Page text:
How to Form Long-Lasting Habits Re-wire Your Brain to Get What You Want

In Diet, Fitness, Health, Lifestyle by Greg Biggerstaff

Diet Decision
Break any big task into bite-size pieces, and it immediately becomes more manageable.
We all know how hard it is to stay on track with diet, exercise, fitness, and skin care routines. And we all have habits, both good and bad. Making new, good habits can seem like a pain in the ass, but break any big task into bite-size pieces, and it immediately becomes more manageable.

You might think it takes doing something 21 days in a row to make it a habit. Lots of Google search results will tell you the same thing, but the science behind this number is elusive. Does it take 21 days to make anything a habit? Is it equally challenging to add flossing your teeth to your daily routine as creating, and sticking to, an exercise regimen or weight-loss plan?

In his book “Making Habits, Breaking Habits” psychologist Jeremy Dean says it takes 66 days, on average, to form a habit. The good news is: “missing a day or two didn’t much affect habit formation.”

You may have tried to master Stephen Covey’s “7 Habits of Highly Effective People”, and maybe you’re mulling over Gretchen Rubin’s research on habits. If you haven’t, don’t worry: they all point in the same direction: visualize your goal, be proactive, and do what works for you. Here are the steps to get you on your way.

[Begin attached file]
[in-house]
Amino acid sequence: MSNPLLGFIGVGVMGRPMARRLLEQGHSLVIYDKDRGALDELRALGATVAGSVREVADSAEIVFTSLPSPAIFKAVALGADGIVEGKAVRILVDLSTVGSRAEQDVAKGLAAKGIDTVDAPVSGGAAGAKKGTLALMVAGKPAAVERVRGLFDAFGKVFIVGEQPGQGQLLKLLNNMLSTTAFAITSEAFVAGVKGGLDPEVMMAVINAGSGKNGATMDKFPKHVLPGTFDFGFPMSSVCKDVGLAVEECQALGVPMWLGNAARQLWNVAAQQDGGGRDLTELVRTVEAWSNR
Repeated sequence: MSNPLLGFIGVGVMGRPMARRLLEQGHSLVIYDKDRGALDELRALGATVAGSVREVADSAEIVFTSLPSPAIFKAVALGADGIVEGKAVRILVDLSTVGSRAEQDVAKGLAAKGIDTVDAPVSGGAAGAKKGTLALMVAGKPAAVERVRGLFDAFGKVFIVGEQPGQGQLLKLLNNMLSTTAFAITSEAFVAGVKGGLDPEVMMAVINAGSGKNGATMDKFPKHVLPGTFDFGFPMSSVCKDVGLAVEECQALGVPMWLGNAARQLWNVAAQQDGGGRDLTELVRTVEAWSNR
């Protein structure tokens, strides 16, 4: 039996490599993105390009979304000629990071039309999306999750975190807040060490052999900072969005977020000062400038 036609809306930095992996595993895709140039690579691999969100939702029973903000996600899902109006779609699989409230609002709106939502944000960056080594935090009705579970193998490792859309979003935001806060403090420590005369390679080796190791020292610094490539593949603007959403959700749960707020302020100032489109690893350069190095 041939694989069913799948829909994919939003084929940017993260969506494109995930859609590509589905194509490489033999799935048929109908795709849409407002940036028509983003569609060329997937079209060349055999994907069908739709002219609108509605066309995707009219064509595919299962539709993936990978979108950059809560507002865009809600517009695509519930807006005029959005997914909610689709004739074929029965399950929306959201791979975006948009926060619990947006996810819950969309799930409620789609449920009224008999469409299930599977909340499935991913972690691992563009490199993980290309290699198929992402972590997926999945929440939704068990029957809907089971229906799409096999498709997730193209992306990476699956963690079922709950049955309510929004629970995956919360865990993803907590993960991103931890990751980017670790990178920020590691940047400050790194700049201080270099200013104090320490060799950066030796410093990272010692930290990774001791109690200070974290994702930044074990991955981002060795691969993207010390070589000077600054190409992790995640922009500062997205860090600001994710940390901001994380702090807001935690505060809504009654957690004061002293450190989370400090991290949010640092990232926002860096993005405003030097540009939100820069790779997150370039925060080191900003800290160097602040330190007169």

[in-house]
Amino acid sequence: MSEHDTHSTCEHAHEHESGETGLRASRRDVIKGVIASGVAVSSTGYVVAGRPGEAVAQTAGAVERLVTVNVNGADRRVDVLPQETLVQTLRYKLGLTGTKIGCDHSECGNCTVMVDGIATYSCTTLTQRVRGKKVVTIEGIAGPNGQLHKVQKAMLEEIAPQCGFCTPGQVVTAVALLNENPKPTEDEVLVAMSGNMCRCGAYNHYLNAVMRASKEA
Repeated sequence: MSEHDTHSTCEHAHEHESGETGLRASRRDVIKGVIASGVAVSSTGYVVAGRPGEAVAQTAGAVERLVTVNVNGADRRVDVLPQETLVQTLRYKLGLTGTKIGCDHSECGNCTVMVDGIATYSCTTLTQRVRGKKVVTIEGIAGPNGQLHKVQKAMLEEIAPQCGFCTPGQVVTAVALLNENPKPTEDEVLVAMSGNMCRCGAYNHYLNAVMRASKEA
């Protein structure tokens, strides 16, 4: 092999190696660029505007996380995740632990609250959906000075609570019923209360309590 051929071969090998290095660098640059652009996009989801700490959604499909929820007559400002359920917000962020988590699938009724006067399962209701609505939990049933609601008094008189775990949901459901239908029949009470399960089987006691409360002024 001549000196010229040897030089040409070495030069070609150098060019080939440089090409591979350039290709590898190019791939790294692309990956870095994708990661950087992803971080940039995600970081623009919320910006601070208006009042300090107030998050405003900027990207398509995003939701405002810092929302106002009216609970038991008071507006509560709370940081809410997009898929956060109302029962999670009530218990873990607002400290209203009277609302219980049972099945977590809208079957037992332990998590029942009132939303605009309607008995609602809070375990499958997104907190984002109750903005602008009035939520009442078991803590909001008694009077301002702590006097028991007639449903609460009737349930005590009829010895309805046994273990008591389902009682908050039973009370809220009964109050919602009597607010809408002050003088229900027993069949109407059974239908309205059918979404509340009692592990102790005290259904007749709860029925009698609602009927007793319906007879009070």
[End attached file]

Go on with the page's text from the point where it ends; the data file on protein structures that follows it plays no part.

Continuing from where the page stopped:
1. Be Specific.

Choose an achievable goal, and then visualize it. “I will lose 10 pounds by running five miles four times a week” trumps “I will get in shape.” “I want to eat healthier,” becomes, “I will eat salad for lunch four times a week.” Or if you are trying to reign in your spending, “I will shop online once a month and only spend $100.” The how is very important here, almost as important as the what. Breaking the process down into small chunks keeps things manageable and keeps you motivated. Who doesn’t like checking things off a list?

2. Be Proactive

Eliminate Excuses

Decide what you’re going to do, and then do it. You don’t have to wait for a Monday morning or talk it over with all your buddies. Once you get momentum going you will feel a boost and be more inclined to keep moving towards your goal. Another tactic is to implement if-then planning to help you at critical moments, when you might otherwise say, “eh, screw it.” This approach creates a strong link between a situation and an action. Or, in non-psych speak: Be prepared! If you give up sugar, have a plan for when the dessert menu arrives at a business dinner.



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